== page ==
Different PD-1 splice variants.

Figure 2: Different PD-1 splice variants. Five splice variants of PD-1 mRNA transcripts have been cloned from human peripheral blood mononuclear cells: flPD-1, PD-1 Deltaex2, PD-1 Deltaex3, PD-1 Deltaex2,3, and PD-1 Deltaex2,3,4.

Production of sPD-L1

The sPD-L1, is detectable in supernatants from mPD-L1+ cell lines rather than in those from mPD-L1 cell lines [57], thereby indicating that mPD-L1 that is expressed on the cell surface might be a source of sPD-L1. However, other sources of sPD-L1 cannot be excluded [58]. Researchers have found that both immune [59] and tumor cells can be sources of sPD-L1 [10, 60, 61]. Among the immune cells, activated T cells and myeloid cells exhibit an increased level of mPD-L1, but the release of sPD-L1 is a feature of myeloid-derived cells [59]. This suggests that a regulatory mechanism that is different from that of mPD-L1 may control the production of sPD-L1. Moreover, no association was discovered between tumor PD-L1 expression (immunohistochemical analysis) and sPD-L1 levels (enzyme-linked immunosorbent assay analysis) in patients with diffuse large B-cell lymphomas (DLBCLs) and renal cell carcinomas, which indicated that the tumor microenvironment, including nonmalignant cells, may also generate sPD-L1 [62, 63].

Furthermore, sPD-L1 was expressed in normal human serum and the levels of sPD-L1 in human serum increased with age. Children aged 3–10 years had the lowest expression levels of sPD-L1, whereas adults aged 51–70 years had the highest levels (0.725 ± 0.181 ng/mL vs 1.040 ± 0.681 ng/mL, respectively) [57]. Moreover, the sPD-L1 levels might increase when matrix metalloproteinases (MMPs) cleave the extracellular fraction of mPD-L1; therefore, the production of sPD-L1 is suppressed by MMP inhibitors [20, 57]. However, whether the cleavage occurs randomly or is controlled by unique mechanisms remains to be determined.

Functions of sPD-1 and sPD-L1

Tumor-related mPD-1 and mPD-L1 contribute to tumor immune escape [64, 65]. Immunotherapeutic strategies against malignant tumors using their antagonists have aroused researchers’ intense interest. The sPD-1/PD-L1 may represent unanticipated elements that contribute to immune response as well.

Functions of sPD-1

Several studies on the functions of sPD-1 are based on animal models. In a study on murine hepatocarcinoma, the eukaryotic expression plasmid encoded sPD-1 protein was constructed, and its significant improvement in the antitumor immunity was proven [66]. Later, researchers used the adeno-associated virus to deliver sPD-1 into tumor sites, which inhibited H22 hepatoma cell growth, enhanced lysis of cancer cells and finally prolonged the overall survival (OS) of tumor-bearing mice [67].

As aforementioned, the importance of the PD-1 checkpoint pathway in T-cell anergy and immunosuppression has been confirmed[68]. In this regard, antibody-based checkpoint blockades to reverse T-cell function in cancer immunotherapies have a promising future. Several PD-1/PD-L1 pathway blocking monoclonal antibodies (mAb), such as nivolumab [69], pembrolizumab [70], pidilizumab [71], durvalumab [72], and atezolizumab [73], have either entered into clinical trials or have been approved for clinical treatment and have shown potent therapeutic efficacies in multiple advanced-stage tumors. Studies have hypothesized that binding of sPD-1 to mPD-L1/mPD-L2 may prevent mPD-1 from combining with PD-L1 and PD-L2, thereby counteracting mPD-1-mediated inhibitory effects on T cells [57]. On one hand, the PD-1/mPD-L1 combination could provide direct inhibitory signal for T cells in the immune response. On the other hand, a great deal of sPD-L1 could afford distant influence to the activated T cells by the intervention of PD-1/mPD-L1 interactions. Moreover, sPD-1 may be more effective and potent than anti-PD-1 mAb for the following reasons: first, sPD-1 can suppress all three combinations (PD-L1:PD-1, PD-L2:PD-1, and PD-L1:B7-1(CD80)) that inhibit T-cell immune responses (Figure 3) [74]. Second, unlike mAb immunotherapy, the sustained but lower level of serum sPD-1 may reduce side effects while still exerting a relatively strong therapeutic effect [75]. Third, sPD-1 is more cost effective than mAb as the latter necessitates high and frequent doses [74].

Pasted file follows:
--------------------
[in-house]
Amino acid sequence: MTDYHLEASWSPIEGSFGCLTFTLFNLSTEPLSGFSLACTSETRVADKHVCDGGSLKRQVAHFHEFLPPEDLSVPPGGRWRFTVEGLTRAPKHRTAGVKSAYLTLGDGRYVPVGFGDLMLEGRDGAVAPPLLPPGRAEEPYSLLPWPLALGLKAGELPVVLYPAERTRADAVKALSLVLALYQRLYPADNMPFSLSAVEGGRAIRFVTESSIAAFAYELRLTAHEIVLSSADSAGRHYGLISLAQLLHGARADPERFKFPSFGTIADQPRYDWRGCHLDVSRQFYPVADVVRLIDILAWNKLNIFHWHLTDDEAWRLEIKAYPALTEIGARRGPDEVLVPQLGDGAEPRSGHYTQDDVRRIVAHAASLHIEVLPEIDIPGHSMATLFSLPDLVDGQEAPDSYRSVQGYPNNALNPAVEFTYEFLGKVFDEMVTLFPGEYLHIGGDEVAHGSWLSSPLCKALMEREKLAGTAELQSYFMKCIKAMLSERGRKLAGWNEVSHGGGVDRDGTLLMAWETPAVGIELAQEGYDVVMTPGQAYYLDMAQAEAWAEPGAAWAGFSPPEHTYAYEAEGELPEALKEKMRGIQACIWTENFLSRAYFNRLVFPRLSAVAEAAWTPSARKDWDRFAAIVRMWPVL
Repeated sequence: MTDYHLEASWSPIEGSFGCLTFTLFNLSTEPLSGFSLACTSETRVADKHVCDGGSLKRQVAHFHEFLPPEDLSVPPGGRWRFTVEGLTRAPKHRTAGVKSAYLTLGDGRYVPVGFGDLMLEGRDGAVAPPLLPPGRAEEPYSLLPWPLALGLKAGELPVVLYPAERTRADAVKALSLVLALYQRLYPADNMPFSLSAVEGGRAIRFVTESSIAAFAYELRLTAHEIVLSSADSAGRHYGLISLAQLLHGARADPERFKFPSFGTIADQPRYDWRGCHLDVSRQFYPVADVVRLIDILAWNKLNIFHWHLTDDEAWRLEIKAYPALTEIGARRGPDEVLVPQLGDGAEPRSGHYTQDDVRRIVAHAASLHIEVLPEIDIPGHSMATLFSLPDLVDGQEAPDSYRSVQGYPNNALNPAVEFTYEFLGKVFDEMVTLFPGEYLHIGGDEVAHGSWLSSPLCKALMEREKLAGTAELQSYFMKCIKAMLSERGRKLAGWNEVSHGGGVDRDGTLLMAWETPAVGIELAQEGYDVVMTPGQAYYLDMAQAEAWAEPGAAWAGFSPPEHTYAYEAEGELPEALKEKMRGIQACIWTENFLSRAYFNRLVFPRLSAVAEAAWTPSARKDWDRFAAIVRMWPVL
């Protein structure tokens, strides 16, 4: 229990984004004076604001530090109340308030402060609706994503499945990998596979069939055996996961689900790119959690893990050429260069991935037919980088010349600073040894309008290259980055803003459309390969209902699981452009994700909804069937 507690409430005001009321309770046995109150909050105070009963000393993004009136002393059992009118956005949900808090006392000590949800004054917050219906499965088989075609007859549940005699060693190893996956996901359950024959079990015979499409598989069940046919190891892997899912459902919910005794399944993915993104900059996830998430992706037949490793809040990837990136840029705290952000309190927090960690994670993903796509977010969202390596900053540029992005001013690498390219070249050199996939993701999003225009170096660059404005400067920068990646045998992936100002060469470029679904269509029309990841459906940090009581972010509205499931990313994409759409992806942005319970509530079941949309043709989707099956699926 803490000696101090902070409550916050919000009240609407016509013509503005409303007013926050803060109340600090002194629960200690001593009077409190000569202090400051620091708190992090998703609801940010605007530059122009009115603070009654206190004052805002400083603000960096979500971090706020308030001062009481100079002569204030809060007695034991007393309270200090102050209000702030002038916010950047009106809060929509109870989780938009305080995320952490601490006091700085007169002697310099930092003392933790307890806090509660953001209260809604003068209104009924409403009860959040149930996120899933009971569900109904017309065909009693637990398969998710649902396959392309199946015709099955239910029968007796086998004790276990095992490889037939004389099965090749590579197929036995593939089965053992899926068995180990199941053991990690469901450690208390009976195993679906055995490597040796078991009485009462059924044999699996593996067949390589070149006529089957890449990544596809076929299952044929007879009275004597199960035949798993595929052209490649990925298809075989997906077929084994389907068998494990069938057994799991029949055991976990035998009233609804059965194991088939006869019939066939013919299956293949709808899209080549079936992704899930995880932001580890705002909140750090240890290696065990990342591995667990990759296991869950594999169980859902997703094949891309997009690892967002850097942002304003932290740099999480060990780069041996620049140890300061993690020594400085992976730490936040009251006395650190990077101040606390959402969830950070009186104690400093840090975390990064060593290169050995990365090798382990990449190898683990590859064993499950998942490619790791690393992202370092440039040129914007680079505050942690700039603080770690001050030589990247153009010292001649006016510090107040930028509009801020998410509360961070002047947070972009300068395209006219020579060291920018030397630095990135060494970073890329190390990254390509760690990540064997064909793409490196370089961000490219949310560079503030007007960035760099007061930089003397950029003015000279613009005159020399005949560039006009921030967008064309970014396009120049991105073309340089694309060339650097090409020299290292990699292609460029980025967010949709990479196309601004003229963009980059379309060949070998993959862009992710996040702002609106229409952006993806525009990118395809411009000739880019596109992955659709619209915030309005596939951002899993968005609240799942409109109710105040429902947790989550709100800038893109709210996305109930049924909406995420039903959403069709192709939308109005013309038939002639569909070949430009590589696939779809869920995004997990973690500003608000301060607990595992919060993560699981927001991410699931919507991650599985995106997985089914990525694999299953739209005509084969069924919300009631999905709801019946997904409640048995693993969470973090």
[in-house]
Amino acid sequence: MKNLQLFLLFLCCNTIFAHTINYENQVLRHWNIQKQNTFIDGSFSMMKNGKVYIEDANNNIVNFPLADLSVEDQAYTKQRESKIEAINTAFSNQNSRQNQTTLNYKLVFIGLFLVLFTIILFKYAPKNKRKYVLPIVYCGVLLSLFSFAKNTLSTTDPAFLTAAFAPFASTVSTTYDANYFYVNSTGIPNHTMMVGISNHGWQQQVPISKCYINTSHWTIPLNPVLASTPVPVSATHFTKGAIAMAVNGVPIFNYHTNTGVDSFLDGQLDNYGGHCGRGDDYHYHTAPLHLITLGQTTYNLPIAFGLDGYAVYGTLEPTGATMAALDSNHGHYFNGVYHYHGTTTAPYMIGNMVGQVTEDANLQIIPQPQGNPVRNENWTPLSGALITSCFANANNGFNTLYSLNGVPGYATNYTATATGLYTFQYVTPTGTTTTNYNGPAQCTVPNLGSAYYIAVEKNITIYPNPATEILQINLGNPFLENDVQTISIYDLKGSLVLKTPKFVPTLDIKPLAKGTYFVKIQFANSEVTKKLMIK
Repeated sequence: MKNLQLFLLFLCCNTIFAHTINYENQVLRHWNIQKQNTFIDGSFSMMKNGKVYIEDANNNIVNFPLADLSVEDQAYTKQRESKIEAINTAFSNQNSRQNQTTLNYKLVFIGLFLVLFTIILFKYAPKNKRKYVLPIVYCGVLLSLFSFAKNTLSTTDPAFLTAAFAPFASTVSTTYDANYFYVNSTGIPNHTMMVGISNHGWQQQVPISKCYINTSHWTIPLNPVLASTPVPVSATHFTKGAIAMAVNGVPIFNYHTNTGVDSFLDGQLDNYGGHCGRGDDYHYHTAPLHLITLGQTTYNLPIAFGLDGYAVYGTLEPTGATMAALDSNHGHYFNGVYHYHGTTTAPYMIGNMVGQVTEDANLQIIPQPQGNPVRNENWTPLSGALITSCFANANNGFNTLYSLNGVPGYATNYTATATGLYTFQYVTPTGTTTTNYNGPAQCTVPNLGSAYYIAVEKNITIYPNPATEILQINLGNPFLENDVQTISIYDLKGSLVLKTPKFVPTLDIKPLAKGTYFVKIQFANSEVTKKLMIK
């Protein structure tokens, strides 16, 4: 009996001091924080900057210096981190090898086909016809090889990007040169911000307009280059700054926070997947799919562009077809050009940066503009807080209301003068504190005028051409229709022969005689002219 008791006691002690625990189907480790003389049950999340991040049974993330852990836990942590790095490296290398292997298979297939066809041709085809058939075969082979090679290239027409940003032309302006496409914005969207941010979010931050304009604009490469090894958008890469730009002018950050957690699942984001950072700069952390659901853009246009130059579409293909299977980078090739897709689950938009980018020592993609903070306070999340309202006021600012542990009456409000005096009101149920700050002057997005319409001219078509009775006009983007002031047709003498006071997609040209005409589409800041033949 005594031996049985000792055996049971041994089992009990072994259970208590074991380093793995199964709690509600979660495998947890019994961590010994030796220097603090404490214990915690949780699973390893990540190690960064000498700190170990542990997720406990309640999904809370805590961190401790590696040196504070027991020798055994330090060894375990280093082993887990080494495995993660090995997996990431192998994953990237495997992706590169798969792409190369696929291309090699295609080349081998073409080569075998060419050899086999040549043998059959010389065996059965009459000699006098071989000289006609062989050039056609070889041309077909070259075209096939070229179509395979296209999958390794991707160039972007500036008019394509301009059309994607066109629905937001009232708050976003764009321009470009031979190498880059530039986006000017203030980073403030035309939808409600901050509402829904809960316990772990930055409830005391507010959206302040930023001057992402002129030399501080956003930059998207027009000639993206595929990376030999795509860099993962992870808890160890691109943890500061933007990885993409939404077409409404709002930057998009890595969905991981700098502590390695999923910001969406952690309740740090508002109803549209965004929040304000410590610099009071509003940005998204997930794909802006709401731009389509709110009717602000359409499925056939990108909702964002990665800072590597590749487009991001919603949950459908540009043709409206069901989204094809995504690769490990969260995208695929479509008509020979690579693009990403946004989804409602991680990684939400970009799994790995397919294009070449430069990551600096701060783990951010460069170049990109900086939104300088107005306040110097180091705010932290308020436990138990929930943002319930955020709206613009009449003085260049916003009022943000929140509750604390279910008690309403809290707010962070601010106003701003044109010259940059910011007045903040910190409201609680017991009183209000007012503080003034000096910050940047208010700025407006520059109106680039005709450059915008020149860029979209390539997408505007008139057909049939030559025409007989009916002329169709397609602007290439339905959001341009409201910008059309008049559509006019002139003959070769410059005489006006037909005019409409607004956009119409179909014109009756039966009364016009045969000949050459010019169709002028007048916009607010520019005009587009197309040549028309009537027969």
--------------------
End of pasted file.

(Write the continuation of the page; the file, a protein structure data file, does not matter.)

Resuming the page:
The blocking function of sPD-1.

Figure 3: The blocking function of sPD-1. sPD-1 promotes T cell responses through blocking the following three interactions: PD-L1:B7-1, PD-L1:PD-1, and PD-L2:PD-1.

In addition, the use of sPD-1 combined with other agents produced promising outcomes in vitro experiments. Blockade of tumor PD-1 pathway by hydrodynamic injection of plasmid DNA encoding sPD-1 and tumor-derived heat shock protein-70 (HSP70) peptide complexes reduced pulmonary metastasis of B16F1 melanoma cells and therefore increased the OS rate in female C57BL/6 mice [75]. Similarly, the in vitro coadministration of human papilloma virus-16 E7 DNA vaccine with sPD-1 DNA considerably improved E7-specific CD8+ T-cell responses, leading to valid antitumor effects against E7-expressing tumors [74]. The codelivery of sPD-1 DNA increased the maturation of DCs, which was accompanied by upregulation of DC maturation markers such as major histocompatibility complex II (MHC II) [74]. Considering that DC maturation is mediated by activated T lymphocytes, we speculate that DC maturation upregulated by sPD-1 might be influenced by the augmentation of T-cell responses. All these findings indicate that the sPD-1 plays an adjuvant role in enhancing antigen-specific T-cell immunity responses.